An integral element of the Magna FLEX4 AWD disconnect system is the power take-off unit (PTU), which allows a vehicle to run in 2WD for the majority of driving conditions, and switch to AWD only when slip events are anticipated.
A Land Rover LR2 equipped with Magna’s FLEX4 AWD disconnect system traverses a snow-covered field at a snow testing facility in Michigan’s Upper Peninsula.
Magna (magna.com) didn’t need to load us onto a bus and drive 350 miles north up I-75 to show off its latest all-wheel drive technology. During the blustery winter of 2014, the snow-covered roads of metro Detroit would have sufficed just fine. Nevertheless, we cross the Mackinac Bridge over the frozen straits, and drive farther north into the Upper Peninsula to a snow testing facility in Brimley, MI—not too far from where the Edmund Fitzgerald met its doom in Lake Superior when those “gales of November came early.” In this case it was January and those gales had dumped a considerable amount of snow on the UP.
Upon arrival, we hop in a Land Rover LR2 equipped with Magna’s FLEX4 all-wheel-drive (AWD) disconnect system that shuts off torque to the rear wheels (in the case of a front-wheel drive vehicle) when it isn’t required. There are a number of these systems on the road now described with adjectives like “adaptive” and “agile,” but Magna engineers say the prototype FLEX4 system is unlike any other because it is “intuitive.” Unlike existing systems, which send a torque signal to engage AWD after detecting a wheel slip event, the Magna Flex4 system anticipates potentially slick conditions and engages AWD before any slippage occurs. To do this effectively, the system leverages Magna’s “Climate Trac” technology, taking inputs from the windshield wipers and rear-window defroster—in addition to wheel, body and powertrain sensors—to determine if AWD should be engaged.
“Most of the time you don’t need AWD in normal city or highway driving,” explains Ajit Khatra, product engineer for AWD systems. He suggests that “normal” accounts for as much as 80%
of the time behind the wheel. So the objective is to seamlessly engage AWD only when needed so as to minimize friction-related and other losses associated with unnecessary engage-ment and then—again seamlessly and within milliseconds—to reengage it when conditions warrant.
When a vehicle is at a stop, AWD is engaged to offer maximum traction upon takeoff, but once it reaches 20 mph or more, provided traction is sufficient, the FLEX4 system disconnects the rear wheels. If a road is snow covered but smooth, the AWD remains disengaged until road conditions deteriorate or a hard turn, or yaw event, is being made. Snow or ice isn’t required; FLEX4 will automatically engage on dry pavement depending on surface conditions or driver inputs.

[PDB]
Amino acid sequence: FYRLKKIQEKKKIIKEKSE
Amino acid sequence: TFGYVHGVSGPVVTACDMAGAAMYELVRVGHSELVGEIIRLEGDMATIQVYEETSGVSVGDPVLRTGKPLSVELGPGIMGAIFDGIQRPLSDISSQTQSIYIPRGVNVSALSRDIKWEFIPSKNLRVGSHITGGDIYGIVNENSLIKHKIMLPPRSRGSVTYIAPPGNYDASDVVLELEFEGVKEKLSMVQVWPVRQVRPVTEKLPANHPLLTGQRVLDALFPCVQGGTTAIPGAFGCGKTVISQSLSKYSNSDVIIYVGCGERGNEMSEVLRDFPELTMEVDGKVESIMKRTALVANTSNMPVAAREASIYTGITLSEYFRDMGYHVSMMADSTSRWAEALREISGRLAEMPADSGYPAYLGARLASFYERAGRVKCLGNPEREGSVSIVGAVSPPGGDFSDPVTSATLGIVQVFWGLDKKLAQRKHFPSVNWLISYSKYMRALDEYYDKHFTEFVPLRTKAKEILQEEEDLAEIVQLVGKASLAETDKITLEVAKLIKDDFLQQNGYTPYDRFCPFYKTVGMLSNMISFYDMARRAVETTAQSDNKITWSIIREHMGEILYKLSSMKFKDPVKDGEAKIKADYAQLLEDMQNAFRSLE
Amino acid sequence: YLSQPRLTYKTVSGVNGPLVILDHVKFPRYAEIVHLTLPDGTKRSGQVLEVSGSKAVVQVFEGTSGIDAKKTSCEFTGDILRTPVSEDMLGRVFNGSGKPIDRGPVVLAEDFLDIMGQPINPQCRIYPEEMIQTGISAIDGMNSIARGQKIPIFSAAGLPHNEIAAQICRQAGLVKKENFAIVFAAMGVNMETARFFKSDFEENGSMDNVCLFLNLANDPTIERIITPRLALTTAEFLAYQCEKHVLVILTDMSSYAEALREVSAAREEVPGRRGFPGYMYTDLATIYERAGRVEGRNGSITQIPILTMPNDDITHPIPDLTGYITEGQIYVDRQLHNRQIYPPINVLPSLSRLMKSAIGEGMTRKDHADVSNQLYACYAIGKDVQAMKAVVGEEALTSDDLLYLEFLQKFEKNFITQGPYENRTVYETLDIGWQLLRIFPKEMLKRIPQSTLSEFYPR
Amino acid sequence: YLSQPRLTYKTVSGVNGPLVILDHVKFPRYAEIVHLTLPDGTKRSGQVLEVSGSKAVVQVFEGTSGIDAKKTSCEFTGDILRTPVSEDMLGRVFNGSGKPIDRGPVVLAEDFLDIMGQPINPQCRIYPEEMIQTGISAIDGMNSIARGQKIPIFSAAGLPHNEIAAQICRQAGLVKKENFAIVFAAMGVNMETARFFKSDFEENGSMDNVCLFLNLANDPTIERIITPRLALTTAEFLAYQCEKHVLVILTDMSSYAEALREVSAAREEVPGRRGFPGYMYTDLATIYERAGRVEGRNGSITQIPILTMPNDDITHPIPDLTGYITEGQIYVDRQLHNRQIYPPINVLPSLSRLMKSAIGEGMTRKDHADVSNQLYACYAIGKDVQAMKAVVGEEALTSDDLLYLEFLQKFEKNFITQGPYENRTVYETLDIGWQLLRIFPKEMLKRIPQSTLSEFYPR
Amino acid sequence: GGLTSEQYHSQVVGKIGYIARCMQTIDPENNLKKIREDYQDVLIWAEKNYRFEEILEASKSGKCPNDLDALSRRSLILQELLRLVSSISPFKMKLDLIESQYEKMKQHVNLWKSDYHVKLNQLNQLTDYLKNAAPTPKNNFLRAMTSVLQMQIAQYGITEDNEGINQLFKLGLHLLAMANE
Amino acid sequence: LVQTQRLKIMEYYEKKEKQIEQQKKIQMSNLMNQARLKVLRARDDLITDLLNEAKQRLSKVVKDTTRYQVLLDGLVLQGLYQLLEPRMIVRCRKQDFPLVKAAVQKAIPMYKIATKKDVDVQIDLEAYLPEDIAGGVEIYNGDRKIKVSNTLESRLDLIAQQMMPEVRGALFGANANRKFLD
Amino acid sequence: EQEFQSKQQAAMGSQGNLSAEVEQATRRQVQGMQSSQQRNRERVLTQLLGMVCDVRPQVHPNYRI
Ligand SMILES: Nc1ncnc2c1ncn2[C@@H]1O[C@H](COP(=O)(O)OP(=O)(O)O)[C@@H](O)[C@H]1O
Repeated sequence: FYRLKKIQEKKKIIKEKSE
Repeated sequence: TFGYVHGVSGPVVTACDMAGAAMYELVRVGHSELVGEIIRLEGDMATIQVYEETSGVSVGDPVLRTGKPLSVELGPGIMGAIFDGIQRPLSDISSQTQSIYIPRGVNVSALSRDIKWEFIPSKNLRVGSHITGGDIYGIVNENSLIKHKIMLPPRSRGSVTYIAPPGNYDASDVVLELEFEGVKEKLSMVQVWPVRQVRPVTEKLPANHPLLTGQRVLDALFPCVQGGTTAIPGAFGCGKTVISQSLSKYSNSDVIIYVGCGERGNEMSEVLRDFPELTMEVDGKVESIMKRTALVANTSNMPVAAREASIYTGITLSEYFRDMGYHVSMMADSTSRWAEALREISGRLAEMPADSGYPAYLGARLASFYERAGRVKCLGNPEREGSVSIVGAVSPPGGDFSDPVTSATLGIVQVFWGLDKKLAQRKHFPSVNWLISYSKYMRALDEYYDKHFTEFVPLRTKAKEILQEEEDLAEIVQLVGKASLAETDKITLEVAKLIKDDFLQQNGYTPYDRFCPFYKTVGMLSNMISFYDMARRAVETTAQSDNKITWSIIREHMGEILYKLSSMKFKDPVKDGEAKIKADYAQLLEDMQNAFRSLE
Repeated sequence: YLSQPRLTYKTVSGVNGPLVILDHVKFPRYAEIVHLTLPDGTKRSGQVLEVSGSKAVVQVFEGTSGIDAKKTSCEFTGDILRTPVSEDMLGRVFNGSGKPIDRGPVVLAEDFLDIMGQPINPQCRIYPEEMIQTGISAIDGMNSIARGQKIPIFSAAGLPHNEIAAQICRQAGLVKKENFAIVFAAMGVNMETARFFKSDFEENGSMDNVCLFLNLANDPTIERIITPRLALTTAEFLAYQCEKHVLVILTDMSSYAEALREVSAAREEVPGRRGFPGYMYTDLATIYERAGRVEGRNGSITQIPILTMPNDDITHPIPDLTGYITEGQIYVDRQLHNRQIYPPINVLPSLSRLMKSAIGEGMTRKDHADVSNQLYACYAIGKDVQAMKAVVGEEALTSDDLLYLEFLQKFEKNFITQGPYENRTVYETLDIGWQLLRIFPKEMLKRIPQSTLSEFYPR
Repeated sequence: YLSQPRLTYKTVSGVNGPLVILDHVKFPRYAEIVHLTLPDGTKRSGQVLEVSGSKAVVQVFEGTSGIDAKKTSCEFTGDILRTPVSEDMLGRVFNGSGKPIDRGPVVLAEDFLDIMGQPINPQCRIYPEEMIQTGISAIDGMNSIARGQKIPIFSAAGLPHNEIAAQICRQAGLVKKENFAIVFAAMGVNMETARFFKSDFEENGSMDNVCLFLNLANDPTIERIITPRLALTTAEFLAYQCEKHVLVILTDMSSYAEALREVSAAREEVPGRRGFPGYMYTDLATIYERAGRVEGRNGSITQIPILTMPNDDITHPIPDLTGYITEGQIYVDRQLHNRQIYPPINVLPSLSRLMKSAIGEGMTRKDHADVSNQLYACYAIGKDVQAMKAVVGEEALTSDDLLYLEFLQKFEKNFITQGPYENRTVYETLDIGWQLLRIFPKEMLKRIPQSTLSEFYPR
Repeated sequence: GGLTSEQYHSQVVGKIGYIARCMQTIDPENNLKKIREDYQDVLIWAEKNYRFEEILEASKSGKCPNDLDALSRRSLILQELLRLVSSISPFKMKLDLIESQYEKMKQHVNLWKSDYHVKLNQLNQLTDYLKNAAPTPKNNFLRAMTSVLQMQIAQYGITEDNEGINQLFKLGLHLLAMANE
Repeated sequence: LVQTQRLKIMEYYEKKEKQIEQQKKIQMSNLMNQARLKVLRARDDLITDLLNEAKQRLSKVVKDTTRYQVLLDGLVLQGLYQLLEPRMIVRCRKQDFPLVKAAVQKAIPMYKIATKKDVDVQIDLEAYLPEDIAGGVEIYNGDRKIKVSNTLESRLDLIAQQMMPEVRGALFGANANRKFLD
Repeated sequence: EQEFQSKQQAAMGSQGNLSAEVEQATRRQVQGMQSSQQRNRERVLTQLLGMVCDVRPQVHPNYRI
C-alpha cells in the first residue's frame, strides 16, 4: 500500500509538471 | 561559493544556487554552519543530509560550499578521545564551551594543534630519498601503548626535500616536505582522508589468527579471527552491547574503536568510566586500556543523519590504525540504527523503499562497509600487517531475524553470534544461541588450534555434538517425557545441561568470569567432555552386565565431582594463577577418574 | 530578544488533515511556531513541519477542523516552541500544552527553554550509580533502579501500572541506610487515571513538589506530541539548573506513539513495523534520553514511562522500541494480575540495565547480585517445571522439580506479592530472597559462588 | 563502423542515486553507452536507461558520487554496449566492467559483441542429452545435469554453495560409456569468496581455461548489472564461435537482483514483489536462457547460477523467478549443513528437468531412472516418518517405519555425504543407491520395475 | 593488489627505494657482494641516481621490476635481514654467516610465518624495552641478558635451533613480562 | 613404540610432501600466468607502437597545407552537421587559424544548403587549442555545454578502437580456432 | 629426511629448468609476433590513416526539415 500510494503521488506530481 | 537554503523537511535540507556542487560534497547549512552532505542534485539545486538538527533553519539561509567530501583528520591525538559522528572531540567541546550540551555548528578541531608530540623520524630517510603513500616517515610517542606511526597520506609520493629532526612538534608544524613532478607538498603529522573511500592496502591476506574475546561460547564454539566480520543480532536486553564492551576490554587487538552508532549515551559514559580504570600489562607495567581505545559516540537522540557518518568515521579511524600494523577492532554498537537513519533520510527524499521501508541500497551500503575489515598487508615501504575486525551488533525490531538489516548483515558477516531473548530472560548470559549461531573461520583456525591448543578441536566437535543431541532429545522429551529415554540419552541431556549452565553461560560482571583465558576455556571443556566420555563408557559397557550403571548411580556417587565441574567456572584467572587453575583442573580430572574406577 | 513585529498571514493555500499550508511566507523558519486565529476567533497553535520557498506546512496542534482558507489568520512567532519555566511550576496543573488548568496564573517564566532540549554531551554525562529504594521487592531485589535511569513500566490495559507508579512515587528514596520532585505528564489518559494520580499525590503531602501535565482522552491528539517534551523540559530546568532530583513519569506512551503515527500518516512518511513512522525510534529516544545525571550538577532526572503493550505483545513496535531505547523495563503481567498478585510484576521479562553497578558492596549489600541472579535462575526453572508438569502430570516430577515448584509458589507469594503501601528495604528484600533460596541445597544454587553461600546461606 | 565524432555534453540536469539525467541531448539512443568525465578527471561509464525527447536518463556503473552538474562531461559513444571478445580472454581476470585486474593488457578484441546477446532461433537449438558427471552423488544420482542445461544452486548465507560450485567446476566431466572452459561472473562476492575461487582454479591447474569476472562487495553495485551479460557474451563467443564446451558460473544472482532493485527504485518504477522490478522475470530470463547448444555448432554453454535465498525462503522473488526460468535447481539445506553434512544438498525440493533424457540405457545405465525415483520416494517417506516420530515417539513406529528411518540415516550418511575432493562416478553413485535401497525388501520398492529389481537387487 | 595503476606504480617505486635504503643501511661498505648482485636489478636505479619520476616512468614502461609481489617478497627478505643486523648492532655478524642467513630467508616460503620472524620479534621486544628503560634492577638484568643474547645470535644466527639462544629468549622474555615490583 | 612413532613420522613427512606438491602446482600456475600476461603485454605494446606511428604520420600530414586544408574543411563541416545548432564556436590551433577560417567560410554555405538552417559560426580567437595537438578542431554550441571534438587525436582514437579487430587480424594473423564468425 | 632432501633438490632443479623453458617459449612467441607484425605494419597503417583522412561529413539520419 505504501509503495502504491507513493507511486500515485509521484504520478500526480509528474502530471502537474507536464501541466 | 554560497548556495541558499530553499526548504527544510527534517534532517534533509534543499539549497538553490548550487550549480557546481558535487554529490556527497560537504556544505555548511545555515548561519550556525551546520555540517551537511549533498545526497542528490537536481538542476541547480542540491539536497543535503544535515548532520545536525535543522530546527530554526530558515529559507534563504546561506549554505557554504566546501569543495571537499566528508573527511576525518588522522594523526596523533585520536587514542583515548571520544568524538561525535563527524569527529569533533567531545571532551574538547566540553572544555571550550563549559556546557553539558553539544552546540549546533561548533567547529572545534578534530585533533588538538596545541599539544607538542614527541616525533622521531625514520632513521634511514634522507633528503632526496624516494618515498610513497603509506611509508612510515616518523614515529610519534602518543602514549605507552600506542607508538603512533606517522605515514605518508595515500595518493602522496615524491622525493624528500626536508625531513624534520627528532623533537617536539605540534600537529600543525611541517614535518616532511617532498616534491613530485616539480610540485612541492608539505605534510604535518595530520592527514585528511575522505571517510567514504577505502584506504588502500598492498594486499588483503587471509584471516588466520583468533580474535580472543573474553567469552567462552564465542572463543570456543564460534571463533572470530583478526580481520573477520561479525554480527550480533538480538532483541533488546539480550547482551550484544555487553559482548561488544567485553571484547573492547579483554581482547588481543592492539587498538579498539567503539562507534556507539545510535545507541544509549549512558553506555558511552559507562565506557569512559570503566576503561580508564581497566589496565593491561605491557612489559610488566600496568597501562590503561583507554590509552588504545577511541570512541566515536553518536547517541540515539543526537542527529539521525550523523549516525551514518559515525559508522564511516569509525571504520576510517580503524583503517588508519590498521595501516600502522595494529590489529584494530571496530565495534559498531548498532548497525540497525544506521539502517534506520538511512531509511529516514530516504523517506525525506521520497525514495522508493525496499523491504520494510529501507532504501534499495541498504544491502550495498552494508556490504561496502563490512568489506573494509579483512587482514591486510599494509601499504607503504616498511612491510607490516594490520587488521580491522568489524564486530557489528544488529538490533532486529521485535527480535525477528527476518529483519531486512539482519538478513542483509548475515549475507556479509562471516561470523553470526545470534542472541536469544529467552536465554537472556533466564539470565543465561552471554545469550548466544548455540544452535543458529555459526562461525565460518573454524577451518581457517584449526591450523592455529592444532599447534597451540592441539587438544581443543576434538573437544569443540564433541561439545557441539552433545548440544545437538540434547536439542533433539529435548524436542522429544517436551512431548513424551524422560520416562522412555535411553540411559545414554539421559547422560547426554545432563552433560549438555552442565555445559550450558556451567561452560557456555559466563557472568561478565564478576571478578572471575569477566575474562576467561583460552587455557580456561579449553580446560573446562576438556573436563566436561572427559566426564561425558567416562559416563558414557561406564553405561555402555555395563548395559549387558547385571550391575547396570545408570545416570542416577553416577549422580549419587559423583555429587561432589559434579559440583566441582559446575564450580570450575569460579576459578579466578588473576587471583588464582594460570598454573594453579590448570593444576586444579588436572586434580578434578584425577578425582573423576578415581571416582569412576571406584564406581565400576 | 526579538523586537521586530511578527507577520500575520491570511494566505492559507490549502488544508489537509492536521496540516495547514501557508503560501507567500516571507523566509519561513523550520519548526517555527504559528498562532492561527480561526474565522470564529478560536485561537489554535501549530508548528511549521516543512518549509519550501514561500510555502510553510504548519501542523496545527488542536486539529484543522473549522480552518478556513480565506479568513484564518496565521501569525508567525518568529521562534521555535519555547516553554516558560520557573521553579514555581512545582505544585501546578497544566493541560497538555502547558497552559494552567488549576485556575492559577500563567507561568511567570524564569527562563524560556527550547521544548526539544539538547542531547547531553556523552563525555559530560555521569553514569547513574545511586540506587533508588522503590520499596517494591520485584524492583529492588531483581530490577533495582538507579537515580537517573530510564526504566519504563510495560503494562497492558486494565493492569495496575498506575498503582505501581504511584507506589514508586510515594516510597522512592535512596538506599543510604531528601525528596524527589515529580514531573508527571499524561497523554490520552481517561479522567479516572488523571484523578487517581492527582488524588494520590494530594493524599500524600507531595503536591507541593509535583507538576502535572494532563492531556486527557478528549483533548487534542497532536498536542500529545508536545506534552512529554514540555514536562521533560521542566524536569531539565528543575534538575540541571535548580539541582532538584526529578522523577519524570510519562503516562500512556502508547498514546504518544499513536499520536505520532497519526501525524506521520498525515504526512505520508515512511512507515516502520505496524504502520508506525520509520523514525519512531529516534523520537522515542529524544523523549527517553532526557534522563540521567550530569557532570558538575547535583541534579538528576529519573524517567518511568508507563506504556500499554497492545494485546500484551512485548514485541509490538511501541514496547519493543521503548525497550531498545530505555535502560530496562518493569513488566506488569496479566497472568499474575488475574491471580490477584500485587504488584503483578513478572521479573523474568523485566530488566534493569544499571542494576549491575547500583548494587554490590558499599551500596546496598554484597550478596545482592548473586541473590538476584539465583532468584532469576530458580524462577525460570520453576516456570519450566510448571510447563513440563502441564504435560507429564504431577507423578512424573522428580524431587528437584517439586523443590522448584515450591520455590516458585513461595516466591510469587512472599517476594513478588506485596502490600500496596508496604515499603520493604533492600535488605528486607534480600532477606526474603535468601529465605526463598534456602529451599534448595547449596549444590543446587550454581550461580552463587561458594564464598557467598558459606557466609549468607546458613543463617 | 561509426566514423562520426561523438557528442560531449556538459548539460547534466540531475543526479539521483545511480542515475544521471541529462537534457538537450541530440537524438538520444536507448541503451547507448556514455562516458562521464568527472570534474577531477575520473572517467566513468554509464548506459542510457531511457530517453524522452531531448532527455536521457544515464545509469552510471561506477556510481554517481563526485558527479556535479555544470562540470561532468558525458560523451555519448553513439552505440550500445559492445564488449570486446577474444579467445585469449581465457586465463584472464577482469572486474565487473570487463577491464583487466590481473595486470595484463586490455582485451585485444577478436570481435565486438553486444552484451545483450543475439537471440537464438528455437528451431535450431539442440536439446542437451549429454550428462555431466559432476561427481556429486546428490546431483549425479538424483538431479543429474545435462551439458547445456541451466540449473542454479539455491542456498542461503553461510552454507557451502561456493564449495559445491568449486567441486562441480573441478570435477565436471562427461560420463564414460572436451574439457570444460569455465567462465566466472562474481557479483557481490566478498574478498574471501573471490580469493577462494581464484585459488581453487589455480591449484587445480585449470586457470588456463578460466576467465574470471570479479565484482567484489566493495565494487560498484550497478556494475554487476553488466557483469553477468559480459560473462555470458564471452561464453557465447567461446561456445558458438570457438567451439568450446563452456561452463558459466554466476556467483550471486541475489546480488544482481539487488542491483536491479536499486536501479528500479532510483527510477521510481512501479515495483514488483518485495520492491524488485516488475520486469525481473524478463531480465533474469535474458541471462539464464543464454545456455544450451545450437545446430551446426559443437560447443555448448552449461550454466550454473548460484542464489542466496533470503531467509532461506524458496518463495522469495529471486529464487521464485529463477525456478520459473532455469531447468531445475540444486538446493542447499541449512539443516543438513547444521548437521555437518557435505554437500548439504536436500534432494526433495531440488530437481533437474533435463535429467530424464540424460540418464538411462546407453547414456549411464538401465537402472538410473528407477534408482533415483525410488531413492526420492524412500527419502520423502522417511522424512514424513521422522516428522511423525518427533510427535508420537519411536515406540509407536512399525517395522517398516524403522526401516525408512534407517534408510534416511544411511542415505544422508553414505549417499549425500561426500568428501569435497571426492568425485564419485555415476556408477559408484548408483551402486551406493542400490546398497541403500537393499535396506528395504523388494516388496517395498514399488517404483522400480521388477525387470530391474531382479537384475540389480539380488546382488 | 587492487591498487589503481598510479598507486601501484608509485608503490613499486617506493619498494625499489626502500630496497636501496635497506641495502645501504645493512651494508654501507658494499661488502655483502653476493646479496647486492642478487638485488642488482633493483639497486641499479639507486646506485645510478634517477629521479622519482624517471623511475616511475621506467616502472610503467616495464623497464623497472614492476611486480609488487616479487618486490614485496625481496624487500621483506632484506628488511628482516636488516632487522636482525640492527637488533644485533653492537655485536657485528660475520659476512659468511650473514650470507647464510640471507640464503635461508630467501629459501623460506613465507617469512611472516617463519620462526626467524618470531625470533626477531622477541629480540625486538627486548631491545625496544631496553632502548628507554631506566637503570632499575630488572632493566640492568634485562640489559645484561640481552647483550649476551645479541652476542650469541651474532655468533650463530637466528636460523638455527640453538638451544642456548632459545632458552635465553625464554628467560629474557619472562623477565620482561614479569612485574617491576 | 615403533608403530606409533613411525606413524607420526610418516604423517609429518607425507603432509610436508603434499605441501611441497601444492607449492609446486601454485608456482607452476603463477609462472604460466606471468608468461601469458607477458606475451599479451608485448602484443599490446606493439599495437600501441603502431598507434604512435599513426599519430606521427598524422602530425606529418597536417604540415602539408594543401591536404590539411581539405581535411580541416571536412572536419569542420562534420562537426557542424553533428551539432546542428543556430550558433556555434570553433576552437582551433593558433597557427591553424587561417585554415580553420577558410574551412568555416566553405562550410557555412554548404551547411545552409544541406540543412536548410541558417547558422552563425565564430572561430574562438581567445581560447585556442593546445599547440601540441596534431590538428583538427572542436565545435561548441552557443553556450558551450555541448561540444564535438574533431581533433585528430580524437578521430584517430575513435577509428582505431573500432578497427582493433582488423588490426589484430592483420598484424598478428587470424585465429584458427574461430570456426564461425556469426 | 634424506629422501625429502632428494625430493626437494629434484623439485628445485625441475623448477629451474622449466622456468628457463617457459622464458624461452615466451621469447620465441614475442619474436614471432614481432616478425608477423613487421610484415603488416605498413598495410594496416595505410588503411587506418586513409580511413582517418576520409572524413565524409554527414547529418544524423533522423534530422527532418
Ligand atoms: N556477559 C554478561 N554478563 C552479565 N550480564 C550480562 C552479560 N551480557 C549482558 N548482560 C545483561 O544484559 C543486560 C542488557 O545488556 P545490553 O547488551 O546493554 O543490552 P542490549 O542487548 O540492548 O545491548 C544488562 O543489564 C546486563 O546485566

The architecture of the FLEX4 system consists of a power take-off unit (PTU) with a Magna-patented disconnect system in the front axle and couplings on the rear axle with twin dog clutches. Instead of using friction, clutches use teeth cut into one shaft to fit into recesses on the other, allowing them to turn at the same speed without slipping. This allows for greater durability and fuel efficiency, Magna engineers say, because slippage causes parasitic losses and wears the clutch out faster. A single clutch design is also feasible, the engineers add, though the demonstration vehicle has two clutches.
“FLEX4 functions like a CVT in terms of front output torque,” says Ron Frawley, the global product manager for transfer cases/4WD systems. “This also gives OEMs a chance to vary torque distribution,” he adds. This additional benefit allows OEMs to “tune to the brand,” or code the software accordingly to have the torque distribution reflect the desired driving dynamics of a particular vehicle make.
The FLEX4 system remains a prototype for now. However, Magna has a production award with an unnamed European OEM, and start of serial production is anticipated in 2016.